Months after President Biden’s inauguration, One America News Network, a right-wing cable news broadcaster that is available in approximately 35 million households, continued to air segments that cast doubt on the validity of the 2020 presidential election.
“There are still serious doubts about who is actually president,” OAN correspondent Pearson Sharp said in a March 28 report.
This segment was one of a series of similar reports from a channel that has become sort of Trump TV for the post-Trump era, a point of sale whose coverage coincides with the former president’s grievances at a time when he was from Excluding the main social media platforms.
Some of OAN’s reporting was not fully supported by staff. In interviews with 18 current and former OAN newsroom staff, 16 said the broadcaster had broadcast reports they considered misleading, inaccurate or untrue.
According to much of the OAN coverage, it is almost as if there was never a transfer of power. The broadcaster did not broadcast live coverage of Mr. Biden’s swearing-in ceremony and inaugural address. Until April, Donald J. Trump was consistently referred to as “President Trump” and President Biden only as “Joe Biden” or “Biden” in news articles on the OAN website. This practice is not followed by other news organizations including OAN competitor Newsmax, a conservative cable channel and news site.
OAN has also advocated the debunked theory that the rioters who stormed the Capitol on January 6 were leftist agitators. Towards the end of a March 4 news segment describing the attack as the work of “anti-fascists” and “anti-Trump extremists” and describing the president as “Beijing Biden,” Mr. Sharp said, “History will tell that it was the Democrats, and not the Republicans, who called for this violence. “Research has found no evidence that people who identify with Antifa, a loose collective of anti-fascist activists, were implicated in the Capitol uprising.
Charles Herring, president of Herring Networks, the company that owns OAN, defended the reports that cast doubt on the election. “Based on our research, the November 2020 elections clearly revealed irregularities among voters,” he said. “The real question is to what extent.”
Herring Networks was founded by Mr. Hering’s father, technology entrepreneur Robert Herring, who ran the OAN at the age of 79 with Charles and one other son, Robert Jr. Around 150 employees work for the station at its headquarters in San Diego.
Nielsen does not report viewership statistics for OAN that is not a Nielsen client. (Charles Herring quoted Nielsen’s “high fees”.) In a poll last month, Pew Research reported that 7 percent of Americans, including 14 percent of Republicans, had received political news from the OAN. In contrast, 43 percent of Americans and 62 percent of Republicans received political news from Fox News, according to the poll.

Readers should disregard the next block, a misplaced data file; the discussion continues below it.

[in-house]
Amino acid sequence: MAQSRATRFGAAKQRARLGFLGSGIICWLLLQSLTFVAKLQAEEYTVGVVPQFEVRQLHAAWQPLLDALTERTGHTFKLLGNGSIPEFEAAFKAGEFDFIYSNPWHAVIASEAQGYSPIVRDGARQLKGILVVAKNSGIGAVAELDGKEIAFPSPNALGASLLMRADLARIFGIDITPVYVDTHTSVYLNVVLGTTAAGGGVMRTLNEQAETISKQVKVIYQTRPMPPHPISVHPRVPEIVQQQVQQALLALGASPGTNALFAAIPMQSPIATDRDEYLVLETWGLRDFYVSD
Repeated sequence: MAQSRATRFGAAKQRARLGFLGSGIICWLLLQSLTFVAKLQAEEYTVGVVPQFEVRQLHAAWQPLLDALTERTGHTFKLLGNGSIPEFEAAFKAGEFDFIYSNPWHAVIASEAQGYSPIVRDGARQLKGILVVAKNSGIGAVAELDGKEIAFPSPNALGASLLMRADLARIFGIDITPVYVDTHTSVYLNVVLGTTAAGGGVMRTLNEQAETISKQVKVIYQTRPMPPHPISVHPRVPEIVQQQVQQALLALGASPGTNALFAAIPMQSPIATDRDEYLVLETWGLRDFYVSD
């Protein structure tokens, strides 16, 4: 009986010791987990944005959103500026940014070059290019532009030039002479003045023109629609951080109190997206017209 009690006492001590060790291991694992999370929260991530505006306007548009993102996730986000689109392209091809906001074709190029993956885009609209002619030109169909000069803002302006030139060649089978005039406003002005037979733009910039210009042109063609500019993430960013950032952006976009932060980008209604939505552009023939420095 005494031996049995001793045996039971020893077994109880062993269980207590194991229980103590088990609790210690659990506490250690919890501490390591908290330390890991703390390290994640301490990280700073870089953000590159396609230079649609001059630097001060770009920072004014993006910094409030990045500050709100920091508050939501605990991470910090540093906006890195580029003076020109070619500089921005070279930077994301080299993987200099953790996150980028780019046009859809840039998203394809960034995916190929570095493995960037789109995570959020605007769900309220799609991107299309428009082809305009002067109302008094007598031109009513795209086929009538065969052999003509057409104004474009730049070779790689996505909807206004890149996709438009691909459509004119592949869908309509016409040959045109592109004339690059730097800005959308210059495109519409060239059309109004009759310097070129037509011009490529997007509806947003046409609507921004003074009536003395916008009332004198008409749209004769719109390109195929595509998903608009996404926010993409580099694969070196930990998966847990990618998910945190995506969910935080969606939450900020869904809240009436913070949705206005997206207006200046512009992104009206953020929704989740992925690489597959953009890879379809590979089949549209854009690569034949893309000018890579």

While OAN appeals to a relatively small audience, its coverage reflects the views of Republicans. In a Reuters / Ipsos poll last month, around half of Republicans said the January 6 attack, which killed five people, was largely a nonviolent protest or the work of leftist activists. Six in ten Republicans polled said they believed Mr Trump’s claim that the election was “stolen”.
OAN, which began in 2013, gained attention when it fully aired Mr Trump’s campaign speeches ahead of the 2016 election. In the past few months, it has been courting viewers who may have felt abandoned by Fox News. On election night, it was the first news agency to project Mr. Biden as the winner from Arizona, a major swing state. In an advertisement in mid-November, OAN accused Fox News of “joining the mainstream media in censoring factual reports.”
OAN’s stories “speak to people who want to believe the choice was illegitimate,” said Stephanie L. Edgerly, associate professor at Northwestern University’s Medill School of Journalism. “These are two mutually reinforcing narratives from people who believe it and want to keep fueling the fire of OAN.”
Marty Golingan, who has been the station’s producer since 2016, said OAN has changed in recent years. When he first started, the company focused more on neutral reporting based on reports from The Associated Press or Reuters. He saw it as a scratchy upstart to produce naughty feature films, he said.
It moved to the right during the Trump presidency, Golingan said. And as he watched the coverage of the pro-Trump crowd breaking into the Capitol, he feared that his work might inspire the attack.